In practising the prior invention, it will often be found convenient to add each of components (a) to (d) by means of a different master alloy.

Alternatively, it will often be convenient to add components (a) to (d) as a single master alloy. In a preferred embodiment of the prior invention using this arrangement, components (a) to (d) are added as a copper-based master alloy comprising: (a) zirconium; (b) at least one of: magnesium, calcium, strontium and barium; (c) iron; and (d) phosphorus.

For further details of the prior invention, the reader is referred to the specification of UK patent application No. 8521134.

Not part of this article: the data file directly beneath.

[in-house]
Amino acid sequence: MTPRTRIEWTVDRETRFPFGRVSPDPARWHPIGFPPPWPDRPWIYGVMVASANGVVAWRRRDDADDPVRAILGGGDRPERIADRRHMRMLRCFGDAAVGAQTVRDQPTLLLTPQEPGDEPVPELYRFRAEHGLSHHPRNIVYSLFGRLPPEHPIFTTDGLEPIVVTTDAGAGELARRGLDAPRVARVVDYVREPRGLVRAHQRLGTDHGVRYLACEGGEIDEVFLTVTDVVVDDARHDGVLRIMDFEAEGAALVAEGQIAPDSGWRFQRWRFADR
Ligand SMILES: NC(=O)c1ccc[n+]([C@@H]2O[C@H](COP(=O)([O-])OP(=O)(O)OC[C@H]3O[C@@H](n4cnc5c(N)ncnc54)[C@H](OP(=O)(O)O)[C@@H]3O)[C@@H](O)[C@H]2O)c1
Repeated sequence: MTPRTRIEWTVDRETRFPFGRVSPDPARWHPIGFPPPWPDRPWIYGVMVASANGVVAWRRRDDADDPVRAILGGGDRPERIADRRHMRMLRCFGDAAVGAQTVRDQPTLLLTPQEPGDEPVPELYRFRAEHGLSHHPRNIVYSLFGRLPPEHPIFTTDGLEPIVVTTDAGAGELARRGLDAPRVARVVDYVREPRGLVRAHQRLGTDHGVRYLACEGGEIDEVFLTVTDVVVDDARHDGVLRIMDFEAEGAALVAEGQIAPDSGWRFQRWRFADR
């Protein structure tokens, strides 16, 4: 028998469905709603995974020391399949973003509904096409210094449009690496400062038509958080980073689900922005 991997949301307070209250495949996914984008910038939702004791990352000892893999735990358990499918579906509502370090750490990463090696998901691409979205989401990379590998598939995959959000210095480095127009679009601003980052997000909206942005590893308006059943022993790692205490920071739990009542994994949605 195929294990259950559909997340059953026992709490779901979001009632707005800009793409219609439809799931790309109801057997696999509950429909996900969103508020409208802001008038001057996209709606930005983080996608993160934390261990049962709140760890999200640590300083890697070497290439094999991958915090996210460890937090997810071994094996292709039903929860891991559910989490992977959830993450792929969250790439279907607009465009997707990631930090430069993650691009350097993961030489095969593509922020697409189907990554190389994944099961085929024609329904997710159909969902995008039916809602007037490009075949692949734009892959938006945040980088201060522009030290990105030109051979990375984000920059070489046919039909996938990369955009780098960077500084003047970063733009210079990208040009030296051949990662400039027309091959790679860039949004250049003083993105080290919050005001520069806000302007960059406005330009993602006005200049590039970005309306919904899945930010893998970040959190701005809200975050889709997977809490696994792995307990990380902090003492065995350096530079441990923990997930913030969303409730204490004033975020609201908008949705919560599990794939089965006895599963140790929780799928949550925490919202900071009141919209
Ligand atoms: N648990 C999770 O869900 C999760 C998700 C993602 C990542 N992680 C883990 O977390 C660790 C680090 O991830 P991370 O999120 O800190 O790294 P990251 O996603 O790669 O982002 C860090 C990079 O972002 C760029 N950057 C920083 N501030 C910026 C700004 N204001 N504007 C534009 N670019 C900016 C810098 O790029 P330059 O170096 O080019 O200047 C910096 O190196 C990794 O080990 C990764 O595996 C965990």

According to the present invention, there is provided a method of grain refining a copper-based metal, which method is a development of the method of the prior invention, as defined above, in that, in accordance with the present invention, at least one of components (a) to (d) is introduced into the melt by means of a powder which comprises one or more of the components (a) to (d).